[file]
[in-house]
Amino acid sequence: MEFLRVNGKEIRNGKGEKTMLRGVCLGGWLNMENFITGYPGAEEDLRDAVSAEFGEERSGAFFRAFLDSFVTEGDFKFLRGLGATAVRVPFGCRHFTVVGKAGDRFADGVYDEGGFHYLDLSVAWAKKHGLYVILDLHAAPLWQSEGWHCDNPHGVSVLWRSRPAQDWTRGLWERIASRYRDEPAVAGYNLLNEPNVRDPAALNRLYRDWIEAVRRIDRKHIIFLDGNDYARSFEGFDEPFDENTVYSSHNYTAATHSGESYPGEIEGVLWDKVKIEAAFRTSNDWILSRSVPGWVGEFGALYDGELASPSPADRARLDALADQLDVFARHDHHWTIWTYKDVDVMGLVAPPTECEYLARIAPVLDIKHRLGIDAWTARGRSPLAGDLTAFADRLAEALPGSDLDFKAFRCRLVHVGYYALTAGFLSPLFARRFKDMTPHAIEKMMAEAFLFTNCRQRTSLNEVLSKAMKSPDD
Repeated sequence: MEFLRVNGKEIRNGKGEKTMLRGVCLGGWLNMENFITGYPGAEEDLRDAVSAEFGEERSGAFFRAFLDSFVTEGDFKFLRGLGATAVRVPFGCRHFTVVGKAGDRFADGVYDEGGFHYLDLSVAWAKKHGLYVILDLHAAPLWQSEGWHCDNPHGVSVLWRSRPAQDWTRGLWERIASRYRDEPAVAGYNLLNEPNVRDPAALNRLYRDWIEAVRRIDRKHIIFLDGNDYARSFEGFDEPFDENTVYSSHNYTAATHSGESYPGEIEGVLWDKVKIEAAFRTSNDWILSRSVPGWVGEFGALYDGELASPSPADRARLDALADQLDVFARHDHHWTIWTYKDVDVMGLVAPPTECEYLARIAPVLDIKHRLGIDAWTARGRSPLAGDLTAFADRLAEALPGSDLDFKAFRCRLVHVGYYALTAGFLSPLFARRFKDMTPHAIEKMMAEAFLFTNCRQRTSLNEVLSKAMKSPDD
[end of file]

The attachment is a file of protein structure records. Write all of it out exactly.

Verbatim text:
[in-house]
Amino acid sequence: MEFLRVNGKEIRNGKGEKTMLRGVCLGGWLNMENFITGYPGAEEDLRDAVSAEFGEERSGAFFRAFLDSFVTEGDFKFLRGLGATAVRVPFGCRHFTVVGKAGDRFADGVYDEGGFHYLDLSVAWAKKHGLYVILDLHAAPLWQSEGWHCDNPHGVSVLWRSRPAQDWTRGLWERIASRYRDEPAVAGYNLLNEPNVRDPAALNRLYRDWIEAVRRIDRKHIIFLDGNDYARSFEGFDEPFDENTVYSSHNYTAATHSGESYPGEIEGVLWDKVKIEAAFRTSNDWILSRSVPGWVGEFGALYDGELASPSPADRARLDALADQLDVFARHDHHWTIWTYKDVDVMGLVAPPTECEYLARIAPVLDIKHRLGIDAWTARGRSPLAGDLTAFADRLAEALPGSDLDFKAFRCRLVHVGYYALTAGFLSPLFARRFKDMTPHAIEKMMAEAFLFTNCRQRTSLNEVLSKAMKSPDD
Repeated sequence: MEFLRVNGKEIRNGKGEKTMLRGVCLGGWLNMENFITGYPGAEEDLRDAVSAEFGEERSGAFFRAFLDSFVTEGDFKFLRGLGATAVRVPFGCRHFTVVGKAGDRFADGVYDEGGFHYLDLSVAWAKKHGLYVILDLHAAPLWQSEGWHCDNPHGVSVLWRSRPAQDWTRGLWERIASRYRDEPAVAGYNLLNEPNVRDPAALNRLYRDWIEAVRRIDRKHIIFLDGNDYARSFEGFDEPFDENTVYSSHNYTAATHSGESYPGEIEGVLWDKVKIEAAFRTSNDWILSRSVPGWVGEFGALYDGELASPSPADRARLDALADQLDVFARHDHHWTIWTYKDVDVMGLVAPPTECEYLARIAPVLDIKHRLGIDAWTARGRSPLAGDLTAFADRLAEALPGSDLDFKAFRCRLVHVGYYALTAGFLSPLFARRFKDMTPHAIEKMMAEAFLFTNCRQRTSLNEVLSKAMKSPDD